Chris Powell, host and trainer of the new Extreme Makeover: Weight Loss Edition is 5’8 ¾ and says he was bullied a lot as a kid growing up. His parents bought him a weight set when he was 14. After some trepidation he began using it.
“And there was no turning back. That has fueled me ever since,” says Powell.
He got a degree in physiology and biomechanics from Arizona State University.He trained athletes; especially major league baseball players including Matt Williams.
He eventually became the on-camera fitness “guy” on Good Morning Arizona. One of his fans writing in for help weighed 650 pounds. Powell met with him, eventually developed a program and worked with him (visiting his house every other day) for two years in which he healthily lost 400 pounds.
“He’s doing great. He’s got a life that he never expected,” says Powell. “The guy never had a girlfriend before. He has one now and he got certified to be a trainer and he’s kept the weight off for five years. But even today he is still dealing with the emotions and the choices he makes day-to-day. He fluctuates. He’s still dealing with who he day-to-day and it’s a challenge.”
What about competition with The Greatest Loser?
CP: “There’s no competition because there is no fear factor, especially for the people at home watching, there is no competition for them either. I want the people at home to feel ‘If I can do it, they can do it too. And the people who are selected for this are selected because they really want to lose weight and even though they mess up, they don’t get voted off the ranch.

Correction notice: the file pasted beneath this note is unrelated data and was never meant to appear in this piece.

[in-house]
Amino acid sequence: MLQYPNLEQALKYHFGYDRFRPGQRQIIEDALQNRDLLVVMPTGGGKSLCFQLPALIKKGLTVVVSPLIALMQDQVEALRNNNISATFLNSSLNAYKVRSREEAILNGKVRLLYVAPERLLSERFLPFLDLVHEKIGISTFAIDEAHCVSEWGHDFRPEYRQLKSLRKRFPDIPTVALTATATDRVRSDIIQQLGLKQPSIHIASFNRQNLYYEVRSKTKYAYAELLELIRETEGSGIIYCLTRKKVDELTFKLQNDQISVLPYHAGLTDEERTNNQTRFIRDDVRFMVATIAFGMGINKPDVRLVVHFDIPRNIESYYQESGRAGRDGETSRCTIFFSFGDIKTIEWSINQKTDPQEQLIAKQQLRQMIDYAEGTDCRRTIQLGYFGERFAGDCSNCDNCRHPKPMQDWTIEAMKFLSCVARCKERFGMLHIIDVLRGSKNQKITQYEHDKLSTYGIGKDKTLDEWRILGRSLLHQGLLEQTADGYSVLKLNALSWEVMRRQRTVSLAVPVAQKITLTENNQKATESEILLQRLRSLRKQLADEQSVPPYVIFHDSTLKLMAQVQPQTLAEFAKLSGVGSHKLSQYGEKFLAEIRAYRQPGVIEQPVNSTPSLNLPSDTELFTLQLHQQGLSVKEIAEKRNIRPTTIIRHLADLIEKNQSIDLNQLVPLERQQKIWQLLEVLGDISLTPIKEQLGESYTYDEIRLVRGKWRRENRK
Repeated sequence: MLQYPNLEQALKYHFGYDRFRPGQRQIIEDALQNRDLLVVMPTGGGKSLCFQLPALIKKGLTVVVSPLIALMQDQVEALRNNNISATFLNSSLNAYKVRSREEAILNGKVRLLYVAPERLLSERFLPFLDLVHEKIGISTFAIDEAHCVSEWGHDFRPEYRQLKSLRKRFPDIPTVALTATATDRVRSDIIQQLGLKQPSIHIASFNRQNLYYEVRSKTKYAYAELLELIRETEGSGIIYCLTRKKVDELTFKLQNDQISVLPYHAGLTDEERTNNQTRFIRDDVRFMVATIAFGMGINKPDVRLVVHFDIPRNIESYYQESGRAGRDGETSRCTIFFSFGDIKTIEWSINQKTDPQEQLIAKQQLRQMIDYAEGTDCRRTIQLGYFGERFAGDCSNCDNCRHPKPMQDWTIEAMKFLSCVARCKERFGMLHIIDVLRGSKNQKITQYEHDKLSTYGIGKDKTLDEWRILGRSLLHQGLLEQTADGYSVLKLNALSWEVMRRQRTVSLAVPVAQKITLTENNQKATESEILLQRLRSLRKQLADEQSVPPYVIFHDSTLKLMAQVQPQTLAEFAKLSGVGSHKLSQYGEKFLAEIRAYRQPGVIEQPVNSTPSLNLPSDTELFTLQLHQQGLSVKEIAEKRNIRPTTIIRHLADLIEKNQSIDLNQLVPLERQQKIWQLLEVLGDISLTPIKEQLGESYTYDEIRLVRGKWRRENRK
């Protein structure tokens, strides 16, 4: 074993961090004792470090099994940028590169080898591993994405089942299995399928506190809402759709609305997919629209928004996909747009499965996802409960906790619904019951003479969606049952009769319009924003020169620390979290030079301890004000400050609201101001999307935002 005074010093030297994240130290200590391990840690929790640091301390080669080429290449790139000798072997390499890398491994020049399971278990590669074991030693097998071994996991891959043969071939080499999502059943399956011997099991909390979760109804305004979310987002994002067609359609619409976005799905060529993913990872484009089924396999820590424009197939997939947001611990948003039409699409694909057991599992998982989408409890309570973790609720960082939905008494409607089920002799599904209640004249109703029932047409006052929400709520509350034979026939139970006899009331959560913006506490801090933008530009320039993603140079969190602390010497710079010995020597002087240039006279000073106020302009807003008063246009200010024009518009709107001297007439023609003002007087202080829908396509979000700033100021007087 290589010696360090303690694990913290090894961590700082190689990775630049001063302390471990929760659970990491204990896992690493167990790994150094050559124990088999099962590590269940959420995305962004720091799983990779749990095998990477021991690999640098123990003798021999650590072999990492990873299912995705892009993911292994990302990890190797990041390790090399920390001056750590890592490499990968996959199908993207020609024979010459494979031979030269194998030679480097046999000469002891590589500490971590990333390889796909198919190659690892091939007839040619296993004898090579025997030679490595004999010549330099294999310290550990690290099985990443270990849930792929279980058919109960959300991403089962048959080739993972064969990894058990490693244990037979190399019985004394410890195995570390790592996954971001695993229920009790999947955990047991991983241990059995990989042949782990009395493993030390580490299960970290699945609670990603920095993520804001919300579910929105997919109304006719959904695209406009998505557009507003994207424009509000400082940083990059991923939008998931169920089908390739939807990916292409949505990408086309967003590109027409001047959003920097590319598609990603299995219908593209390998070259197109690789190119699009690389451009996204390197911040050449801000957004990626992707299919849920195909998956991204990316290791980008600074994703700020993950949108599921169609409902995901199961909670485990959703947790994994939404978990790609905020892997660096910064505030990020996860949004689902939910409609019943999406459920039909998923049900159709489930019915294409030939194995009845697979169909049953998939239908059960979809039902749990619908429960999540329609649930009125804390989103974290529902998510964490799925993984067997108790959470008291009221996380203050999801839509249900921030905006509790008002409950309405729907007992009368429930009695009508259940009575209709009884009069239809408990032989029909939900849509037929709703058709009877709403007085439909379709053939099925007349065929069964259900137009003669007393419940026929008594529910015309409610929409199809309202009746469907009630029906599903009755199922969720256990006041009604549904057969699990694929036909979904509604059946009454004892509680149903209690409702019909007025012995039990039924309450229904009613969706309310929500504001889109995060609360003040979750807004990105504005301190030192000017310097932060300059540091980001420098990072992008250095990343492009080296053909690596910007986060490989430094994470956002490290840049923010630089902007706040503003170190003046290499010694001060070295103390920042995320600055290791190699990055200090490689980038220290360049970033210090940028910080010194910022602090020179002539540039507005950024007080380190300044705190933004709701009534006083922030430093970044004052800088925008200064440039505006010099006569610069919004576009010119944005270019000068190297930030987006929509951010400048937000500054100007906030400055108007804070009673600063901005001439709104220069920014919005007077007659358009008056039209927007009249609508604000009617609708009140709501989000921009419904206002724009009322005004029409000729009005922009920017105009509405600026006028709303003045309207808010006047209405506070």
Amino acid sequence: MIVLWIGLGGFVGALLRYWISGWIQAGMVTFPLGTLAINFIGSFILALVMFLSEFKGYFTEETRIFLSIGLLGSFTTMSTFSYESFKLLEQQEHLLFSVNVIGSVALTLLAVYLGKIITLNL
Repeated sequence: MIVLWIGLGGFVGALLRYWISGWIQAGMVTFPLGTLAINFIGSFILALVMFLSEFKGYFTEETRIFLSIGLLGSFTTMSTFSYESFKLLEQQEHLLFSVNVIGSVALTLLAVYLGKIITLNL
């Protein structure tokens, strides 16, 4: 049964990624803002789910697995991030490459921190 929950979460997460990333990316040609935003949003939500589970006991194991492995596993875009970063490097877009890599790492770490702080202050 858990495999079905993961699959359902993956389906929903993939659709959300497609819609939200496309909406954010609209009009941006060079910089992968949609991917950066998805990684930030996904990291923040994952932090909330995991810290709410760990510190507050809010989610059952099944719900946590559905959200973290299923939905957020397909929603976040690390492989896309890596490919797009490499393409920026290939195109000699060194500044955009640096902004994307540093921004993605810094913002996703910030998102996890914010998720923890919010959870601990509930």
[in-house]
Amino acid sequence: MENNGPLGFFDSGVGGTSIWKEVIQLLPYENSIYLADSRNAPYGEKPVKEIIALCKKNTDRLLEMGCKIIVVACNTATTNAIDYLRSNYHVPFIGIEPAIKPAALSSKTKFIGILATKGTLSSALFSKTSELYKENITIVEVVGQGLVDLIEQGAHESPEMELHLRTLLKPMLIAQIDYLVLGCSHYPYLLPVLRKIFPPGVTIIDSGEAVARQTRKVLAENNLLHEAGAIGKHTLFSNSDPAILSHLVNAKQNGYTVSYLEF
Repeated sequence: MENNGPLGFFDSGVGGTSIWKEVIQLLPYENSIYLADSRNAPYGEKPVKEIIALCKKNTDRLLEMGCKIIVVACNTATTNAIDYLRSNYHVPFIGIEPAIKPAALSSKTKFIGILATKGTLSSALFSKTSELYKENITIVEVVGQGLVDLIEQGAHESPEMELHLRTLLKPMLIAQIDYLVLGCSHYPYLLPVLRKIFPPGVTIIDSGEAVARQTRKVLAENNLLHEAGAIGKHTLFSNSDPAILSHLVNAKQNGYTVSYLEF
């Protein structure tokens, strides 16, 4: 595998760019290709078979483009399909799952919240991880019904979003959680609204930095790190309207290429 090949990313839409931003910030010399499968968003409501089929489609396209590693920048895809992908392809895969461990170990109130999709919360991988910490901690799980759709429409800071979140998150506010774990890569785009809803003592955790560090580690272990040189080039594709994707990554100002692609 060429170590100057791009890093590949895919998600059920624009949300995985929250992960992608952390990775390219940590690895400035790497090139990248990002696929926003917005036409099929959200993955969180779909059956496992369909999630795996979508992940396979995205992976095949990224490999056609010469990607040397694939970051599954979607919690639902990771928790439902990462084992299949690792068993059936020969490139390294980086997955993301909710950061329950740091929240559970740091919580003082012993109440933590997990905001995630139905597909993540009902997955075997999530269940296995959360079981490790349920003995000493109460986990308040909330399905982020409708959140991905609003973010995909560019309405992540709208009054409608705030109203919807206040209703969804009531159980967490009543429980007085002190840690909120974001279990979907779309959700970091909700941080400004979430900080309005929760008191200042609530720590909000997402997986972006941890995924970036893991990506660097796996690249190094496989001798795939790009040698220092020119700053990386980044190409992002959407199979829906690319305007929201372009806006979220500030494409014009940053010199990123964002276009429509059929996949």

If you’re choosen, you’re chosen and you write your own ending. Whether you gain ten pounds or lose 300 pounds, you get the ending to yourself.”
Transition happens within the aired episode.
CP: “There are eight episodes and each episode in one hour and it encompasses one individual’s weight loss journey over the course of one year.”
It’s all over the U.S.
CP: “All four corners of the United States. I am A-list on Southwest (Airlines).”
The largest amount of weight lost on the series.
CP: “Three hundred pounds in one year.”
Working With Genetic Fat vs. Problem Fat
CP: “The obesity gene that they have isolated and identified. They found that in people whose ancestors migrated north and southeast to colder environments so genetically they can store, it’s a survival gene so they can store much better, however the OB gene only shows itself when the environment is conducive for it, so really these people aren’t genetically fat, they’re fat because this is the environment they created for themselves. They consumed a lot more calories than they were burning. However, yes, it’s hard to grow humans to a certain size without that.”
Extreme MakeOver: Weight Loss Edition airs on ABC.